Presented by Tanya Miszko Kefer’s Prescriptive Health, Inc. and Diana Cullum-Dugan’s Namaste Nutrition

Total Body * Total Mind - Integrating the Whole of You

Winter Solstice – December 21st

Winter is marked by gradual shortening of days and lengthening of nights. Thus, it gets darker earlier in the night. The winter solstice starts the reversal of this and brings more light to each day. The winter solstice is the longest day and shortest night of the year. The solstice happens twice a year when the sun is the greatest distance from the equator.

Winter Solstice

Many cultures consider the winter solstice a time of rebirth—the rebirth of light in their lives. People celebrate the winter solstice by having festivals, celebrations of Light, spending time with loved ones, eating, singing, and dancing. There is also a solstice sun chant you can do as the sun rises:

Solstice Sun, Shining Bright!
Shortest Day and Longest Night.
Solstice Wish of Hope & Cheer:
Peace on Earth, throughout the Year! (By Selena Fox)

Winter solstice focuses on creating unity in the world we live in. Spend time with your friends and family, celebrate the togetherness. Decorate your home in the colors of nature, hang lights and mistletoe (as a sign of good luck), donate food and clothing to those who need it, and share joy and love with everyone around you. However you choose to celebrate, remember that winter solstice is a time of rebirth. Start over and bring joy and light to the New Year.

Diana and Tanya


Food Expiration Dates:
Not Always What We Think!

Food in a FridgeIs that furry cheese in your fridge? And what’s that green stuff in the Tupperware on the bottom shelf? These items are easy to spot as being way past their prime.

Other foods, though, sans fur and green slime, are given the sniff test – sniff once, maybe twice, if it doesn’t make you reel, it’s safe, right? Well, not so fast. Many food borne pathogens live on food that still smells like what it should. So, check the expiration date, right?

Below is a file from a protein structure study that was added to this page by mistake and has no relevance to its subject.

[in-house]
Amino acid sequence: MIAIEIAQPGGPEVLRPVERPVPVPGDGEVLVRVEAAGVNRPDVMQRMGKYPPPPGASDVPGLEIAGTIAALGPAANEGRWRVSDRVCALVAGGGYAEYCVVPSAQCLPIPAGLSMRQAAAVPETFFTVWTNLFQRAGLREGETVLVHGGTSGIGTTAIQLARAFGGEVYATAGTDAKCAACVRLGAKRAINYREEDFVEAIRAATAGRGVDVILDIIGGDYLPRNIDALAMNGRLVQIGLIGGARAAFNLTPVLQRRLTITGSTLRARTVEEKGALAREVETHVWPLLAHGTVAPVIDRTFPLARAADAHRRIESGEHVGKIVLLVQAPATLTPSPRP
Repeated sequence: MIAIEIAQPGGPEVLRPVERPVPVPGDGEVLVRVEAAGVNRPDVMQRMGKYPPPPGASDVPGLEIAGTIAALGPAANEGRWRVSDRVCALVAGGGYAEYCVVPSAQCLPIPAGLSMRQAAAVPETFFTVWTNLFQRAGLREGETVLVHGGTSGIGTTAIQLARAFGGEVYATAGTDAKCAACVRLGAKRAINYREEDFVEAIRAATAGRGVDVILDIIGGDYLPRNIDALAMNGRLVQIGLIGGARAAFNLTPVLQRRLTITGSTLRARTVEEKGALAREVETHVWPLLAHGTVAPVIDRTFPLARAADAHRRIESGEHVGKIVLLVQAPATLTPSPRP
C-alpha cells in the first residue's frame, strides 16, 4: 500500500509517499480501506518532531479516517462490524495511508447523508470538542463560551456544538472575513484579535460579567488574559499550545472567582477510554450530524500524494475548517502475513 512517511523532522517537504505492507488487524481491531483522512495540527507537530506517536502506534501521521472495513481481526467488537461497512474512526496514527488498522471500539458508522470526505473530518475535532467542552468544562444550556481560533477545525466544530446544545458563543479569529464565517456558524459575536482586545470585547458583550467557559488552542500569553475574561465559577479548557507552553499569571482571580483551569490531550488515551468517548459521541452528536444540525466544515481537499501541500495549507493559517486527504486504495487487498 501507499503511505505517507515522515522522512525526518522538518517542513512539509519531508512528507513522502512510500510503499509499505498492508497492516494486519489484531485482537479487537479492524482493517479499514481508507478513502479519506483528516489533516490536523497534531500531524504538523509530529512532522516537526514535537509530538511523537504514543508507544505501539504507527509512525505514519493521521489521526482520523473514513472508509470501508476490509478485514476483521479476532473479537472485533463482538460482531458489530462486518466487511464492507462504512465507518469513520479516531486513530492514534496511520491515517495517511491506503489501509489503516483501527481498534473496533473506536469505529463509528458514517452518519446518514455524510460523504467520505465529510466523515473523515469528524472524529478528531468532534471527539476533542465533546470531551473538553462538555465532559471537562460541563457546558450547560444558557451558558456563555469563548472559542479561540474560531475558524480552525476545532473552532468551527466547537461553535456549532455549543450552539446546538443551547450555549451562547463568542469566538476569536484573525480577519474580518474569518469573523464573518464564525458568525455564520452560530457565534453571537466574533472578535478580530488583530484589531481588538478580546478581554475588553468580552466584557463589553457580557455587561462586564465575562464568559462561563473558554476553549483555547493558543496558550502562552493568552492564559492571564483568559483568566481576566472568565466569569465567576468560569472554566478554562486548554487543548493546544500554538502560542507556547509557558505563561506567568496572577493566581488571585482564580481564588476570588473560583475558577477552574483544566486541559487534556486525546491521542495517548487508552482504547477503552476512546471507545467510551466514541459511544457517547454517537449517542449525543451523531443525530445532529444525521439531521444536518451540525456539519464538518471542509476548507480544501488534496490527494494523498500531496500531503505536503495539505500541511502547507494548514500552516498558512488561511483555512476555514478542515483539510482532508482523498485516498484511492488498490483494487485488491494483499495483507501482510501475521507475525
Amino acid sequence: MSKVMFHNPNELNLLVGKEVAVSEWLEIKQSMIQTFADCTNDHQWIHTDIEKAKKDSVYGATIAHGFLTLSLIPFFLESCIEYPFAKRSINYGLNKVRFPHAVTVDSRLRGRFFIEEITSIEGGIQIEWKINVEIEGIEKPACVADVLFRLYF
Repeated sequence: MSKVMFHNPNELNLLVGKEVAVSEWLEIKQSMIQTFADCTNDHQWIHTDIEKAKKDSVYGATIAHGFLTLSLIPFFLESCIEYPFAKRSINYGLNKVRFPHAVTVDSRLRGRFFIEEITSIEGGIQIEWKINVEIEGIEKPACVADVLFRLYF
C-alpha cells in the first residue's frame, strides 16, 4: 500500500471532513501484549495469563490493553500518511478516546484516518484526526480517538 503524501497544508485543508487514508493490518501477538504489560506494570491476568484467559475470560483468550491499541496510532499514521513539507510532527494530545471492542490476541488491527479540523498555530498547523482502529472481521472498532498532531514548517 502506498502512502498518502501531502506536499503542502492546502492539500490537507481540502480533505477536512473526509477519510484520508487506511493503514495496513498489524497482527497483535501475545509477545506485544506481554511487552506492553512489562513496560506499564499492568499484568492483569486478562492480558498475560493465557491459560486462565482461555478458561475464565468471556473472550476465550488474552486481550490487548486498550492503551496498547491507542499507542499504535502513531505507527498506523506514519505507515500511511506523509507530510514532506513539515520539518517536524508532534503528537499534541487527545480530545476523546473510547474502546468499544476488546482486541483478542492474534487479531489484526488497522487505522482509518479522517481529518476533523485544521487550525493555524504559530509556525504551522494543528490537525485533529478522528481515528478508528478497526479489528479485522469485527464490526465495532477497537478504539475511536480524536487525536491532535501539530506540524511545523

Well, not so fast. Expiration dates on food products are voluntary. Only baby food and infant formula require expiration dates. Some ethical food manufacturers print an expiration date on their products⎯ others use a ‘sell by’ date. “Sell by” is an indicator that the product’s quality is good until that date. Some states require dairy products to be pulled from the shelves by the ‘sell by’ date. In order to receive the freshest product, reach to the very back for the date that’s furthest away. “Best if used by” as well as “use by” also refer to freshness, not safety.

What to do? As a general rule, milk is good for 5-7 days after the “sell by” date, while eggs last 3-5 weeks. Eggs should never be stored in those cute egg holders in the door of the fridge as exposure to room temperature air every time you open the door decreases their shelf life. Instead, store in their original container on a colder, lower shelf. Pork and beef should be cooked or frozen within 3-5 days of purchase while chicken lasts a day or two.

Finally, the USDA offers recommendations to buy before the expiration date, take perishables home immediately after purchase for refrigeration or freezing, and when in doubt, toss it out. It just isn’t worth the price of food poisoning!

Presented by Diana Cullum-Dugan's Namaste Nutrition and Tanya Miszko Kefer's Prescriptive Health, Inc.